Supply chain disruptions are driving companies to reshore their manufacturing supply chains. Find out how this trend affects your business.
AUSTIN, TEXAS, UNITED STATES, October 8, 2021 /EINPresswire.com/ — Covid Has Disrupted Supply Chains, And It Could Get Worse
We’ve all seen the headlines.
Worldwide chips shortage has reduced car production lines to a standstill, with analysts projecting that the situation will continue well into 2022, with IHS Market estimating that automakers will produce 10.6 million fewer vehicles in 2021 due to the chip shortfall.
Leading American retailers such as Costco report that the cost of shipping a container from Asia to the US has increased by as much as 6x, causing major retail companies, including Costco, Home Depot, Target, and Walmart, to charter their own container ships.
But chartering ships may not be enough to solve all the supply chain issues, as cargo ships remain stalled in waters outside key US ports on both the East and West coast, waiting for overwhelmed port, rail, and trucking firms to transfer the goods.
Increasing demand for fuel and transportation bottlenecks are hitting the UK especially hard; record natural gas prices and gasoline shortages threaten industrial production and economic activity.
And analysts point to a potential further supply chain collapse, which could seriously damage the world economy as it struggles to recover from the Coronavirus pandemic.
Wouldn’t It Be Better If We Made Things Close To Home?
Until last year, the concept of a “supply chain” was virtually unknown outside the world of company executives and logistics, procurement, and distribution management professionals.
But supply chain disruptions during the height of the Coronavirus lockdown last year brought the issues home for a wide swath of the public – who became increasingly frustrated at the inability to buy staples such as toilet paper and baby wipes.
At the same time, healthcare providers (and other essential workers) could not find enough PPE (such as N-95 masks) or medical equipment (such as ventilators for Covid patients in the ICU) — which are now primarily manufactured overseas.
In the public’s mind, this desperate situation had one root cause — we are too dependent on overseas production – leading to an outcry that our public health and safety depends on returning to make critical items (especially PPE, medicines, and medical equipment) here at home.
Company Executives Coming Around To Seeing Benefits Of Reshoring Supply Chains And Manufacturing Operations
Public sentiment doesn’t always translate into action, however.
There’ve been many public awareness campaigns in the past (“Look for the Union Label” anyone?) that sought to pressure companies to produce goods in the USA — but to little avail.
However, things seem to be different this time.
An executive survey of manufacturing executives conducted by Thomas in March 2021 reports a sharp increase (from 54% to 85%) since the start of the pandemic in the number of companies that they are “likely,” “very likely,” or “extremely likely” to want to reshore their supply chains by replacing overseas producers with domestic sources.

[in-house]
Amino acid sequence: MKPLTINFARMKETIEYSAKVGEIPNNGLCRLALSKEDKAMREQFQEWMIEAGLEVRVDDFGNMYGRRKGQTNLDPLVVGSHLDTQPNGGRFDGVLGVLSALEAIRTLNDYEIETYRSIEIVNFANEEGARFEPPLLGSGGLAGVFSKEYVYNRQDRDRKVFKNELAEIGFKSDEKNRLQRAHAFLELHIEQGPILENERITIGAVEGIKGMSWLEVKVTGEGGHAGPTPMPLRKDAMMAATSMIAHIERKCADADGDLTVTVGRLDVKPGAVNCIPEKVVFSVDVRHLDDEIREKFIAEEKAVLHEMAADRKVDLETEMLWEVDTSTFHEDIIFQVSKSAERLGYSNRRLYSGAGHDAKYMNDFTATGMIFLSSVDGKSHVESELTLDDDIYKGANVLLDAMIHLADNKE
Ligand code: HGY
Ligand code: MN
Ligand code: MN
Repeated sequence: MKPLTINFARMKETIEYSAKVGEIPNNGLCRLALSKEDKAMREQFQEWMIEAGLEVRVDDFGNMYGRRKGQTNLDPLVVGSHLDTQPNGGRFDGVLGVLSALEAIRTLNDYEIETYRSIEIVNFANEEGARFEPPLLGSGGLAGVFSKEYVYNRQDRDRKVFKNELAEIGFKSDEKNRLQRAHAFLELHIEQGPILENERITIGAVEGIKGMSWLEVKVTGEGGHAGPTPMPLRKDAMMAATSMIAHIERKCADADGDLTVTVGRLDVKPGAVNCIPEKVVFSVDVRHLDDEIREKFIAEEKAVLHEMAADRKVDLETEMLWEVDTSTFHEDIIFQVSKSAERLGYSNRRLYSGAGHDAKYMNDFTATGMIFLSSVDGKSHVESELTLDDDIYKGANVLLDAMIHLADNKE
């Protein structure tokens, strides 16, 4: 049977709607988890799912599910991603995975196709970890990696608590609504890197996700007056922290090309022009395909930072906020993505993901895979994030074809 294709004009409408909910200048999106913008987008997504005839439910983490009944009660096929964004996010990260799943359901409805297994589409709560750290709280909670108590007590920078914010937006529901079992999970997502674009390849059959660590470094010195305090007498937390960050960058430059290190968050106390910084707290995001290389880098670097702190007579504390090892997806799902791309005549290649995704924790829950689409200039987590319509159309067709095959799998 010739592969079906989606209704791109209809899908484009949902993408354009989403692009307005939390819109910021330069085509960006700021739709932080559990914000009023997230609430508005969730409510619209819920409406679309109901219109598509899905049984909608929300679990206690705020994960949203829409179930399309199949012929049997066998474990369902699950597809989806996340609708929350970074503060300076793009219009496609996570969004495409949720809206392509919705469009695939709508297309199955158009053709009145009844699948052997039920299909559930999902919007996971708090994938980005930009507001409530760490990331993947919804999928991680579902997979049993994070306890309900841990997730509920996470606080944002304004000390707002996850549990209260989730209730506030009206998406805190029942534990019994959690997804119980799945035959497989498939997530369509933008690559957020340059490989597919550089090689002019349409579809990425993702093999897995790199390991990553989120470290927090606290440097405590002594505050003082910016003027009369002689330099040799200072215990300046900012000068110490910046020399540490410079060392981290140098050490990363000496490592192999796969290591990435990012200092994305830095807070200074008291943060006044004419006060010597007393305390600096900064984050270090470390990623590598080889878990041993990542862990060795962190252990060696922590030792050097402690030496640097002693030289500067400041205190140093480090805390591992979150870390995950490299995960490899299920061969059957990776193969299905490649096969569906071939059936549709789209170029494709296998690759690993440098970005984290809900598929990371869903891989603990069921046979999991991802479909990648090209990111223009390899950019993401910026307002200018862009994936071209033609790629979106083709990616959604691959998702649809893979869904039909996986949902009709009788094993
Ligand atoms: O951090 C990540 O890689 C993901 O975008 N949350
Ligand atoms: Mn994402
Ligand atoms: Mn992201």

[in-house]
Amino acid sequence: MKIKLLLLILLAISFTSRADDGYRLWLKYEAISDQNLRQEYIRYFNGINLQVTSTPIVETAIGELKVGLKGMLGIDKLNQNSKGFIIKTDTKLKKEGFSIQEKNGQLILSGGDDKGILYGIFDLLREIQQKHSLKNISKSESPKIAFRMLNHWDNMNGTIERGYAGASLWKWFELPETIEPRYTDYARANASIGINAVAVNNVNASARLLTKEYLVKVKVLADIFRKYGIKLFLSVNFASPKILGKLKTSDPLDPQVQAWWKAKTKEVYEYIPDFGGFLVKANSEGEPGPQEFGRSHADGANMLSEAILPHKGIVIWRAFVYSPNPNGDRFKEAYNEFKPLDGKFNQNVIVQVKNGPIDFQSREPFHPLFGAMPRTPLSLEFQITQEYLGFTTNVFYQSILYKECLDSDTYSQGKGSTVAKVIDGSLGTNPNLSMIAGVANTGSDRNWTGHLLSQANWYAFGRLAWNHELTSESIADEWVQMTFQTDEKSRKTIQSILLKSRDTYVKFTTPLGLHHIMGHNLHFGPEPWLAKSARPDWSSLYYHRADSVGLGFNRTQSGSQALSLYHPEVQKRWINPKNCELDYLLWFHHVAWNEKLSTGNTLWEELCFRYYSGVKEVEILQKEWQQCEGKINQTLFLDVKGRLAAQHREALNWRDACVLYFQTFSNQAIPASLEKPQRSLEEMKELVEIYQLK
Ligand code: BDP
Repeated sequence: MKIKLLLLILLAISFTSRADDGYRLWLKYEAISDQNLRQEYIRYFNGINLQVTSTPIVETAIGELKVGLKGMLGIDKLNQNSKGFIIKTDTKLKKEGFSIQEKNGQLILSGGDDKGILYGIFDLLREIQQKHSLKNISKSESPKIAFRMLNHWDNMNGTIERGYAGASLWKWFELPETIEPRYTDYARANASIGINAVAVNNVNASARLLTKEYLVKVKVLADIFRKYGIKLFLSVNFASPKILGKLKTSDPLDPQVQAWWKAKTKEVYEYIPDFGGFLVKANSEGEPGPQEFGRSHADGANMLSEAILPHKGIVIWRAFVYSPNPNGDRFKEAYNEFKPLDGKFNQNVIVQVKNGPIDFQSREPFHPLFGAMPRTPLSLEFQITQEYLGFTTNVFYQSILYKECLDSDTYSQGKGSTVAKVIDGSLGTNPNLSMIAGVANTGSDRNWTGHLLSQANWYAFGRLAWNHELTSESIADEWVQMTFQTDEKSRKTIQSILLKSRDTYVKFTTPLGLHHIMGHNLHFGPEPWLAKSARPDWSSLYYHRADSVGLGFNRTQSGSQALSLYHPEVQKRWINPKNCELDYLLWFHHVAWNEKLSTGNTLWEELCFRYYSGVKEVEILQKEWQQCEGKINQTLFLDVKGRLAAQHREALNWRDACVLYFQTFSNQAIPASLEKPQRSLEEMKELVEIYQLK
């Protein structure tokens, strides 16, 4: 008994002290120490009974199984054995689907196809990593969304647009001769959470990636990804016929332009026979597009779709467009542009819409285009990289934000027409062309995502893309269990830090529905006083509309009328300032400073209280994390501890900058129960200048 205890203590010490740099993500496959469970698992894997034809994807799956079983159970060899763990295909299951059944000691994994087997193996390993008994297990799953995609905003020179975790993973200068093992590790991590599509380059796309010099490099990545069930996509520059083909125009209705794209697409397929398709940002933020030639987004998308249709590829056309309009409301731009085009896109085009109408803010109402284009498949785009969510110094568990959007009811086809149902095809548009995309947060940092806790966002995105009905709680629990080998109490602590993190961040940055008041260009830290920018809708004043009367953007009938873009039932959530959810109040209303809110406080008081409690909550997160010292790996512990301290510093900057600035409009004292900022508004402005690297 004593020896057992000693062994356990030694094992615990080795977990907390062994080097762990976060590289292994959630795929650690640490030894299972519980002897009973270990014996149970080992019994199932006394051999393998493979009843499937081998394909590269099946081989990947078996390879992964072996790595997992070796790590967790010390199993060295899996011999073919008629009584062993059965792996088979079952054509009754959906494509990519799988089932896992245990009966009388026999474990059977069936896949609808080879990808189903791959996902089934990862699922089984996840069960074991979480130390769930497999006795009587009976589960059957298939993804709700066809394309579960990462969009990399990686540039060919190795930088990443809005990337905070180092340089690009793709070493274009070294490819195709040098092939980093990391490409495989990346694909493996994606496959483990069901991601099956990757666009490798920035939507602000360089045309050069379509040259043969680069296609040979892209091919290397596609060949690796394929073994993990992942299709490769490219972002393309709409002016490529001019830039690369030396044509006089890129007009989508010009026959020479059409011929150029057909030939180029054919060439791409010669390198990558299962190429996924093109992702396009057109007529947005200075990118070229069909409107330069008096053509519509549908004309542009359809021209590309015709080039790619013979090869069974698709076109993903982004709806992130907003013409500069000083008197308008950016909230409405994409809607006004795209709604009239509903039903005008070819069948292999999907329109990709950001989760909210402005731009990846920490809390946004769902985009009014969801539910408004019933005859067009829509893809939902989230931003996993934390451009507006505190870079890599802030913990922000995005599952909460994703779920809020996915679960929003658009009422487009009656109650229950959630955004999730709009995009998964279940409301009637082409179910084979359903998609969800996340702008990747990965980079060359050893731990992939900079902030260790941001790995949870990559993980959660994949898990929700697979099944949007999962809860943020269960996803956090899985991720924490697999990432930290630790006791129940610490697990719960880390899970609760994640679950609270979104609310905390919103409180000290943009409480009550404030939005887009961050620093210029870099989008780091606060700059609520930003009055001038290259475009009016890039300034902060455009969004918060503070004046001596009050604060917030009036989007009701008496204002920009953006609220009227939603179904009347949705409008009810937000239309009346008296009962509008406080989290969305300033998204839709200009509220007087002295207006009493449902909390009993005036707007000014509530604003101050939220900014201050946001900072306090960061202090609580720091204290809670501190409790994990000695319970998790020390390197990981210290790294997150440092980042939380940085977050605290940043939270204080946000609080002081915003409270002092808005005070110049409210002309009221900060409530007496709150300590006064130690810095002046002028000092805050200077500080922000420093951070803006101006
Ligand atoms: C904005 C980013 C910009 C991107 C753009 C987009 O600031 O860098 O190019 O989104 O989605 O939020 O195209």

This is a big change from before the pandemic.
According to the report, the top seven products or services that companies want to source domestically are:
– Metals and Metal Products
– Fasteners, Gaskets, or other Hardware
– Packaging Materials
– Electrical or Electronic Components
– Machining Tools and Services
– Automation Technologies
– Assembly Services
Thomas also reports that manufacturing companies are motivated by changing cost structures (making overseas imports more expensive) and a desire to reduce exposure to shipping cost fluctuations and disruptions.
(This uncertainty is also having a big impact on JIT (Just in Time) manufacturing, as automobile manufacturers reluctantly admit they cannot maintain predictable minute-by-minute parts deliveries needed to maintain the near-zero parts inventories which JIT manufacturing demands.)
Economists Point To A Potential Economic Growth Upside Bonus To Reshoring
Economists, too, are changing their tune.
After many years of arguing that international trade (and overseas production) was the best way to maximize company profits, many economists now see supply chain disruptions as a major source of risk.
Candace Browning, Head of Bank of America’s Global Research team, points out that the cost of reshoring once seemed too expensive – that is before Covid. The bank’s analysts found that among the 3,000 global companies it follows, more than 80% experienced supply chain disruptions during the pandemic, and three-quarters of those companies are now looking into reshoring. Companies appear willing to absorb higher costs in favor of reducing supplier uncertainty and transport risks.